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Coalition Commends World Heath Assembly's Action to Protect Health Workers in Humanitarian Crises

Posted on May 30, 2012

May 29, Washington, DC—The Safeguarding Health in Conflict coalition commends the World Health Assembly—the governing body of the World Health Organization (WHO)—on its unprecedented step to protect the lives of health workers and patients in humanitarian crises by spearheading global efforts to document the number of attacks on medical services.


In violent conflicts, where health needs are most urgent, health workers are at risk of assault, arrest and sometimes kidnapping and death, compromising their ability to deliver care and remain on the job. But such attacks usually go unreported; with a body of evidence, the global community can better protect fragile health systems and those on the frontlines. “Systematic data collection will be the basis for developing prevention strategies and holding perpetrators accountable,” said Maurice I. Middleberg, vice president for global policy at IntraHealth International.


The Safeguarding Health in Conflict coalition urged passage of the new World Health Assembly resolution—requiring the WHO to lead international data collection of attacks on health workers, facilities, transports and patients—for more than a year, and on Friday, WHO member states at the 65th  World Health Assembly in Geneva adopted it.


“Health care services and the health workers who provide them are never more desperately needed, but never more vulnerable, than when violence convulses a society,” said Leonard Rubenstein, senior scholar at the Center for Public Health and Human Rights, Johns Hopkins Bloomberg School of Public Health.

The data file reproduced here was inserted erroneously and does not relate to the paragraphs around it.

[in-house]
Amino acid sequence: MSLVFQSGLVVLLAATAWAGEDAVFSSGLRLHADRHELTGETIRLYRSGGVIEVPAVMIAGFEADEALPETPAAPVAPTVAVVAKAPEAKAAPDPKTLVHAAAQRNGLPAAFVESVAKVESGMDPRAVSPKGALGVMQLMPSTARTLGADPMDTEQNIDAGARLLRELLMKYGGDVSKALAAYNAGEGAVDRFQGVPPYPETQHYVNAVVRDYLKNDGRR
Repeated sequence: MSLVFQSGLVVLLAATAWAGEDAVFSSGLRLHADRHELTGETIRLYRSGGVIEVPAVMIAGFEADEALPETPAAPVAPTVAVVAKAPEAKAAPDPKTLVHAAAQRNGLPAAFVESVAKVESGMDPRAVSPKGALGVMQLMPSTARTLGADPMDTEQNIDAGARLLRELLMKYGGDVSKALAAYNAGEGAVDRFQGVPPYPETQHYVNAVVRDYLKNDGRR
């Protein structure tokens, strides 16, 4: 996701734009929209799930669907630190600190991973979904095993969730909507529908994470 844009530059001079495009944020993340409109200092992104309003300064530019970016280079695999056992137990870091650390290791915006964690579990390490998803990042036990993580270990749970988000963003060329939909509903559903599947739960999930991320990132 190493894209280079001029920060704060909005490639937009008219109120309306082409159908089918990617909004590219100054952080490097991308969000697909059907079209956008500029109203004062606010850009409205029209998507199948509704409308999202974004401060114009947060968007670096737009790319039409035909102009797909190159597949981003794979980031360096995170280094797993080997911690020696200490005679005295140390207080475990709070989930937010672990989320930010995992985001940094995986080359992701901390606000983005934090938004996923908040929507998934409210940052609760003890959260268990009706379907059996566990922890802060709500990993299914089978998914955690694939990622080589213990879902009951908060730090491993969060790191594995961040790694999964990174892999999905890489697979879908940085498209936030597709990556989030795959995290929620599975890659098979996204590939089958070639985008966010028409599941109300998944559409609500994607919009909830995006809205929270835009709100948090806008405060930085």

Numerous organizations joined coalition members in a statement encouraging the WHO member states to adopt the resolution so that the work of developing methods to collect data and report on attacks can commence. The statement was made on behalf of the World Health Professional Alliance, which includes the World Medical Association, International Council of Nurses, International Pharmaceutical Federation, World Confederation for Physical Therapy and World Dental Federation, and the statement was supported by the American Public Health Association, CARE, Center for Public Health and Human Rights at the John Hopkins Bloomberg School of Public Health, Doctors for Human Rights, International Health Protection Initiative, International Federation of Health and Human Rights Organisations, International Medical Corps, International Rehabilitation Council for Torture Victims, International Rescue Committee, IntraHealth International, Management Sciences for Health, Medact, Merlin, Physicians for Human Rights, Women’s Refugee Commission and World Federation of Public Health Associations. Going forward, the coalition will advocate for effective implementation of the World Health Assembly resolution.


The Safeguarding Health in Conflict coalition promotes respect for international humanitarian and human rights laws that relate to the safety and security of health facilities, workers, ambulances and patients during periods of armed conflict or civil violence. Founding members include IntraHealth International, Center for Public Health and Human Rights at the Johns Hopkins Bloomberg School of Public Health, Doctors for Human Rights, International Council of Nurses, International Health Protection Initiative, Karen Human Rights Group, Medact, Merlin - UK and Physicians for Human Rights.